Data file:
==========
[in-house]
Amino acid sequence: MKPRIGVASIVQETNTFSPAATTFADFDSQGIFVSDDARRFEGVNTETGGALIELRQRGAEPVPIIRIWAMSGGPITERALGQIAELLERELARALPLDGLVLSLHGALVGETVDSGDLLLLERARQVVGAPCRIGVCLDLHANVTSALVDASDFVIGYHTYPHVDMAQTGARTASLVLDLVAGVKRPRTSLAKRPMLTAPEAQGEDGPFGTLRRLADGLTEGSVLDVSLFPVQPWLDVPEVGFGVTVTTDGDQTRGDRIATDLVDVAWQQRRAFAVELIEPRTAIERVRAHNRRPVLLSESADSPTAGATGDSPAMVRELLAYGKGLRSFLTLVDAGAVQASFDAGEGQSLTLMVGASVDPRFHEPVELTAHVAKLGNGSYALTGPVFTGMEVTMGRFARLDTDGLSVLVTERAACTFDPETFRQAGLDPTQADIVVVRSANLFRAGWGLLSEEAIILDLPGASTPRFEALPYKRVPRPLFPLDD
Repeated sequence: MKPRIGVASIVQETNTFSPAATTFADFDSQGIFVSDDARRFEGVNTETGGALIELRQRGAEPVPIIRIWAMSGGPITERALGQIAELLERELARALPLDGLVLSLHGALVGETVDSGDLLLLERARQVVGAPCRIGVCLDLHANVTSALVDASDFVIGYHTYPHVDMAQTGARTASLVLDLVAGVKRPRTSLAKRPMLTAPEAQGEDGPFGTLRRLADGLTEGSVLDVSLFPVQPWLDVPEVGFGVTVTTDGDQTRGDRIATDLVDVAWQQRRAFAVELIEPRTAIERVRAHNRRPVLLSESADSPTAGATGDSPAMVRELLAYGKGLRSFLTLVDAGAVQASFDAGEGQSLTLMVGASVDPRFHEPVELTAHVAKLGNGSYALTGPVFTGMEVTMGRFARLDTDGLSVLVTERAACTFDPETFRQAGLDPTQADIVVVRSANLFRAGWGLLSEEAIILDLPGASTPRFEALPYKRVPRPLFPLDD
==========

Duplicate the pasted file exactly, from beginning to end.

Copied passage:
[in-house]
Amino acid sequence: MKPRIGVASIVQETNTFSPAATTFADFDSQGIFVSDDARRFEGVNTETGGALIELRQRGAEPVPIIRIWAMSGGPITERALGQIAELLERELARALPLDGLVLSLHGALVGETVDSGDLLLLERARQVVGAPCRIGVCLDLHANVTSALVDASDFVIGYHTYPHVDMAQTGARTASLVLDLVAGVKRPRTSLAKRPMLTAPEAQGEDGPFGTLRRLADGLTEGSVLDVSLFPVQPWLDVPEVGFGVTVTTDGDQTRGDRIATDLVDVAWQQRRAFAVELIEPRTAIERVRAHNRRPVLLSESADSPTAGATGDSPAMVRELLAYGKGLRSFLTLVDAGAVQASFDAGEGQSLTLMVGASVDPRFHEPVELTAHVAKLGNGSYALTGPVFTGMEVTMGRFARLDTDGLSVLVTERAACTFDPETFRQAGLDPTQADIVVVRSANLFRAGWGLLSEEAIILDLPGASTPRFEALPYKRVPRPLFPLDD
Repeated sequence: MKPRIGVASIVQETNTFSPAATTFADFDSQGIFVSDDARRFEGVNTETGGALIELRQRGAEPVPIIRIWAMSGGPITERALGQIAELLERELARALPLDGLVLSLHGALVGETVDSGDLLLLERARQVVGAPCRIGVCLDLHANVTSALVDASDFVIGYHTYPHVDMAQTGARTASLVLDLVAGVKRPRTSLAKRPMLTAPEAQGEDGPFGTLRRLADGLTEGSVLDVSLFPVQPWLDVPEVGFGVTVTTDGDQTRGDRIATDLVDVAWQQRRAFAVELIEPRTAIERVRAHNRRPVLLSESADSPTAGATGDSPAMVRELLAYGKGLRSFLTLVDAGAVQASFDAGEGQSLTLMVGASVDPRFHEPVELTAHVAKLGNGSYALTGPVFTGMEVTMGRFARLDTDGLSVLVTERAACTFDPETFRQAGLDPTQADIVVVRSANLFRAGWGLLSEEAIILDLPGASTPRFEALPYKRVPRPLFPLDD